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Opinion: A Missing Voice in Maryland’s ‘Stealth’ Senate Debate

Sinclair Broadcasting just hosted the first candidate debate in the “stealth” Maryland Senate campaign. The fact that it was scheduled on a Sunday afternoon at the same time as the Baltimore Ravens game was on television is yet another example of how the race has been largely ignored. It actually was a step up from the Democratic primary, in which incumbent Senator Ben Cardin refused to participate in a debate, despite a challenge from Chelsea Manning, Rikki Vaughn and myself.  This week, the Fourth U.S. Circuit Court of Appeals will decide on my case against Maryland’s “sore loser” statute, and will, I hope, direct the Maryland State Board of Elections to put me on the November Senate ballot as the candidate of the socialist “Bread and Roses” Party. Prior to the debate, I asked Sinclair to invite me to participate in the debate. I argued: Jerome Segal  “The case for my participation while the case is pending is straightforward. If I should win in Court, then having admitted me to the debate, the election itself will have been a fair contest. Should I lose in Court, the public is nonetheless served by a more interesting and penetrating debate that will reflect a far wider spectrum of ideas and issues”. Sinclair declined to extend the invitation. As a result, the debate was quite limited in the scope of the perspectives put forward. If I had been allowed to participate, here are some of the topics, and the kind of answers I would have given:

1. The Economy: We need to rethink what an economy is for, how the economic realm bears on human happiness. We need to question that version of “The American Dream” that says, every generation should have more money than the one before it. We need a “New American Dream,” framed around modest consumption, the ability to satisfy core needs, and expanding leisure so we can do those things in life that are most important. And as for growth, we must say, “Only if income and wealth expand for all – no more giveaways to those at the top.”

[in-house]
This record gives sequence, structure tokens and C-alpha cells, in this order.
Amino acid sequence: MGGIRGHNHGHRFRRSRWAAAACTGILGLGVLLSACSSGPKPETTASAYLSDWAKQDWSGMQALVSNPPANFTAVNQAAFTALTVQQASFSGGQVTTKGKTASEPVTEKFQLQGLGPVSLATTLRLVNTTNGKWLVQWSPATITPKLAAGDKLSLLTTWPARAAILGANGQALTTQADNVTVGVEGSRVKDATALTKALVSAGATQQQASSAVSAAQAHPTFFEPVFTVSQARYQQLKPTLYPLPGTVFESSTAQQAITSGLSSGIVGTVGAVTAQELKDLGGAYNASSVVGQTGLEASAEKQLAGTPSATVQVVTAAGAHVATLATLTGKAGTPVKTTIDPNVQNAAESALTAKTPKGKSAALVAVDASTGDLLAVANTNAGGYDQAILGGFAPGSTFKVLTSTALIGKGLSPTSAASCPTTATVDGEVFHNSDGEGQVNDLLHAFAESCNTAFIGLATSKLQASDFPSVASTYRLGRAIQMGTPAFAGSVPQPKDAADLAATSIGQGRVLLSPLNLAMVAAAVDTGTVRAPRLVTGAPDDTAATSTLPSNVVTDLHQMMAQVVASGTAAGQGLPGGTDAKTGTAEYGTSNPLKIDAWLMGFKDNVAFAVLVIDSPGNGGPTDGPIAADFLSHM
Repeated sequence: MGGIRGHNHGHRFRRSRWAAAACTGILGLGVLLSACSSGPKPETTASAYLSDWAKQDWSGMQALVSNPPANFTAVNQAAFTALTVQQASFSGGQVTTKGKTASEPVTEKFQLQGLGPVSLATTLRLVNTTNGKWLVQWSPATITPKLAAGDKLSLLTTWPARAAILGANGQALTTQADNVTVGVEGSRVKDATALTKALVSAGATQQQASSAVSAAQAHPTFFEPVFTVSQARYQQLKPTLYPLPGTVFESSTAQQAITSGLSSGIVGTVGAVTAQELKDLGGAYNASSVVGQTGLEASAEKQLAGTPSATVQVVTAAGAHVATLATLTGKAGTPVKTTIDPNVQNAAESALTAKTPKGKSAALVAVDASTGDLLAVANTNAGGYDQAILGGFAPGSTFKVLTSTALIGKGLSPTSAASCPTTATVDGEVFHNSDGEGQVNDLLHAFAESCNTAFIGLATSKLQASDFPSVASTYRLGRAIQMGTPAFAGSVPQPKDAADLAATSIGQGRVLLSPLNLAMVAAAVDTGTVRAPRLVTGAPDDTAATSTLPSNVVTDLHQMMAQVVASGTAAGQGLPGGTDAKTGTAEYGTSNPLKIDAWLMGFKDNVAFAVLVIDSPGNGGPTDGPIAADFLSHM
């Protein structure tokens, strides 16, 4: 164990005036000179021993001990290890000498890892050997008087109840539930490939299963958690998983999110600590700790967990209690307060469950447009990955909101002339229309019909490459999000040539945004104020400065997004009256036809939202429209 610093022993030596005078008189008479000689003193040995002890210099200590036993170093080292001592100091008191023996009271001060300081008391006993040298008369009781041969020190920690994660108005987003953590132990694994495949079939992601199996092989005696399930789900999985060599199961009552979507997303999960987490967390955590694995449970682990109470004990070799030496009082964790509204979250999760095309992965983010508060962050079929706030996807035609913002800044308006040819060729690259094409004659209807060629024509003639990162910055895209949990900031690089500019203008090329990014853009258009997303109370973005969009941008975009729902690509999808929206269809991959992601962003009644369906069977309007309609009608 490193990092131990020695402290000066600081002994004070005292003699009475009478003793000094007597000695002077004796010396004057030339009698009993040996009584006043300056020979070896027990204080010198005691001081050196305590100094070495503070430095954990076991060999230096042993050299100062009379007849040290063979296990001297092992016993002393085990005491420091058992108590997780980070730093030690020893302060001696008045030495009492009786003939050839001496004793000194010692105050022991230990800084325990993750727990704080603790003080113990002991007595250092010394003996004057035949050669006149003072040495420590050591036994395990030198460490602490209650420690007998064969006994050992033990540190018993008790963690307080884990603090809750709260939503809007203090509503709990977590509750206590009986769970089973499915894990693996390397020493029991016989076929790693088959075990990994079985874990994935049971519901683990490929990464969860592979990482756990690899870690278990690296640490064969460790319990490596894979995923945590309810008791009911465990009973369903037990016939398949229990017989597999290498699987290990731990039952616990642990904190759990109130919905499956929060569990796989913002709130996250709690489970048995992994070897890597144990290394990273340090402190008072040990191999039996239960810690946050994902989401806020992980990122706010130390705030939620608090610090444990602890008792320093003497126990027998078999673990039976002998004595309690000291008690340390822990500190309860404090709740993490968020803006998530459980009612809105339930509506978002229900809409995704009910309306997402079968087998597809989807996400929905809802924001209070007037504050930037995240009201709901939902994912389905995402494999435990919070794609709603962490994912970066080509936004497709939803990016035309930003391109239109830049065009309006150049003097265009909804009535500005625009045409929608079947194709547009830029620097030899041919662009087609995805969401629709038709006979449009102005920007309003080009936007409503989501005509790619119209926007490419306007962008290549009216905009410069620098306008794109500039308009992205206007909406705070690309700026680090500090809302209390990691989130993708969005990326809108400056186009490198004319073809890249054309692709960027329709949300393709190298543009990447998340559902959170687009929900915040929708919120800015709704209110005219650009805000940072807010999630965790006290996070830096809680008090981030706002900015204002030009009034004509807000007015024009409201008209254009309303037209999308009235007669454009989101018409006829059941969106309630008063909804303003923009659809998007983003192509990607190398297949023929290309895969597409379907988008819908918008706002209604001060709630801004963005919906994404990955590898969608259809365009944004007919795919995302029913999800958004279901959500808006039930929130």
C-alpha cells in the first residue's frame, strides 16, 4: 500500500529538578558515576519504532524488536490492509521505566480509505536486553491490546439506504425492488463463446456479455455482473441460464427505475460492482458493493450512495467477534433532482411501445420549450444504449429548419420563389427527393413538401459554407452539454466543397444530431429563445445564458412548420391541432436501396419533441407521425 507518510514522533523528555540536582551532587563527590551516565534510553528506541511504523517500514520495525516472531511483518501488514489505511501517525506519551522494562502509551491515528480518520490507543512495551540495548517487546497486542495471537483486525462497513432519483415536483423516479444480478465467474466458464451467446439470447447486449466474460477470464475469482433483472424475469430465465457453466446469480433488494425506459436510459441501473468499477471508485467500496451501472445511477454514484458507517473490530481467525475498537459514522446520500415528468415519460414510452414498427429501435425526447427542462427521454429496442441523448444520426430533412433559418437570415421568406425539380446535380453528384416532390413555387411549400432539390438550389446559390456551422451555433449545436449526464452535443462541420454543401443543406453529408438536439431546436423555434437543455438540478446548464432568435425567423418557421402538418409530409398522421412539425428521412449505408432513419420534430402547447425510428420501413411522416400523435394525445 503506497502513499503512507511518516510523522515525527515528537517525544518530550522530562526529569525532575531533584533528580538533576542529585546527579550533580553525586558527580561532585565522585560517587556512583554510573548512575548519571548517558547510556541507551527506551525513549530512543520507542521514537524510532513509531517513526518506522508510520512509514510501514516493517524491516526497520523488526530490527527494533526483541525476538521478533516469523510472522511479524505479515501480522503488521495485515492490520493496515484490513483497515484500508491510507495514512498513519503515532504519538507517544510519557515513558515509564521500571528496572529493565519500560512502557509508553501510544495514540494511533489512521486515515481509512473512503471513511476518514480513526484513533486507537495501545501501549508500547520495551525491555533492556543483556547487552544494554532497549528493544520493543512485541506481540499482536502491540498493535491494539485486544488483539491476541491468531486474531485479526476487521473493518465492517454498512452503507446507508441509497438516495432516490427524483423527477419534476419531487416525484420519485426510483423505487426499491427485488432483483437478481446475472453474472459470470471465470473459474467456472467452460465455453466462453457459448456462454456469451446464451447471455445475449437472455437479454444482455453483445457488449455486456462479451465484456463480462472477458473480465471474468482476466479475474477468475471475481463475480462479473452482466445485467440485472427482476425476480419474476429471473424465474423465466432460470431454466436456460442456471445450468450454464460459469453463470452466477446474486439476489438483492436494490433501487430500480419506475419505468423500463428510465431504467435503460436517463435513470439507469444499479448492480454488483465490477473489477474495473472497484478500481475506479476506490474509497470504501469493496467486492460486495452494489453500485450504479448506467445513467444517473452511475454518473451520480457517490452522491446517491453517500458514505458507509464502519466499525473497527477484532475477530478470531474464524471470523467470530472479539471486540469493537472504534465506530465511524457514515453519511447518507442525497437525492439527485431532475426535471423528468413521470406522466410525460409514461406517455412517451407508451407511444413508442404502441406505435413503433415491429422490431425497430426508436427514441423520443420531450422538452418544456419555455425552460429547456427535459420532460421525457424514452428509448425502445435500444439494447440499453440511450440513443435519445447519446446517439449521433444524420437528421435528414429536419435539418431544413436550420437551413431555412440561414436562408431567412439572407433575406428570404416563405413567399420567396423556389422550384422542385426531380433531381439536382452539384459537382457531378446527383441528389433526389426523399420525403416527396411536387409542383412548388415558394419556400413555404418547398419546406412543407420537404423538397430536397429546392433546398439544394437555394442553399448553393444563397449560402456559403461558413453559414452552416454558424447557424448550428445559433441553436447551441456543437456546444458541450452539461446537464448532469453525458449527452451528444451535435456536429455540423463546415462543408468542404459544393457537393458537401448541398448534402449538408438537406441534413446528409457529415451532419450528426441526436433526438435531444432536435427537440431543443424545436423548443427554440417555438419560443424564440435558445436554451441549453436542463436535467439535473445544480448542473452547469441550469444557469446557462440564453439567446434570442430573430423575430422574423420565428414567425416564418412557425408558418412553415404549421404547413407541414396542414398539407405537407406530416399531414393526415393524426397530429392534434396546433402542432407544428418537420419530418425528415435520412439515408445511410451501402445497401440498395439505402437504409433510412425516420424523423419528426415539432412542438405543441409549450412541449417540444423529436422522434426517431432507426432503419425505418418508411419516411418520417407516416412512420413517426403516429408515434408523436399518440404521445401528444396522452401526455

2. Jobs: In America, we are wedded to a failing “Jobs System,” one that divides society into two groups, the so called “job creators” and the rest of us who go hat in hand to be given a chance to make a productive contribution to society. We need to vastly expand the non-profit sector, which provides meaningful work that addresses the unmet needs of “real” people, and we have to provide people with the ability to become their own non-profit. We need to vastly expand micro-enterprise, where a person can be his or her own boss, and provide high quality goods and services to others.

3. Baltimore Crime: This is the shame of our State, and there is no easy fix, because it reflects much that is wrong with our culture and society. We need home ownership at the very, very bottom of the pyramid so people are committed to transforming, not escaping, the worst neighborhoods. We need a right to employment or retraining. And for immediate quality of life impact, we need free-sleep away camp for all ten weeks of the summer for every child living in the inner city, and counselor-in-training programs for the young people. And we must leap-frog the “stages of economic development” and go straight to inner-city beautification.

4. Education: Education is not the same as schooling. Education means history, and the arts and the humanities. We are distorting the schools and destroying childhood, and the mental health of families by viewing the schools as the “magic guarantee” that our children will have good jobs in a dysfunctional job system.

5. Medicare for All: We need to start from scratch. The key thing is to separate access to quality health care from income levels. Continue to expand Medicaid up from the bottom. And add long-term care to Medicare for the rest of us.

6. Foreign Policy: The Israeli-Palestinian conflict remains the most profound conflict of our age. Moving the U.S. Embassy to Jerusalem didn’t take Jerusalem off the table, it removed the U.S. from the table. Peace requires justice. Palestinian lives matter equally. On Korea, Trump has made some progress – more than he gets credit for – but this is the most dangerous crisis we face.

7. Kavanaugh: If you believe Dr. Blasey Ford, which I do, then Judge Kavanaugh lied to the Senate. That’s perjury. End of discussion.

— Jerome Segal

Jerome “Jerry” Segal is a University of Maryland-based philosopher, and the founder of the socialist “Bread and Roses” Party.


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Opinion: A Missing Voice in Maryland’s ‘Stealth’ Senate Debate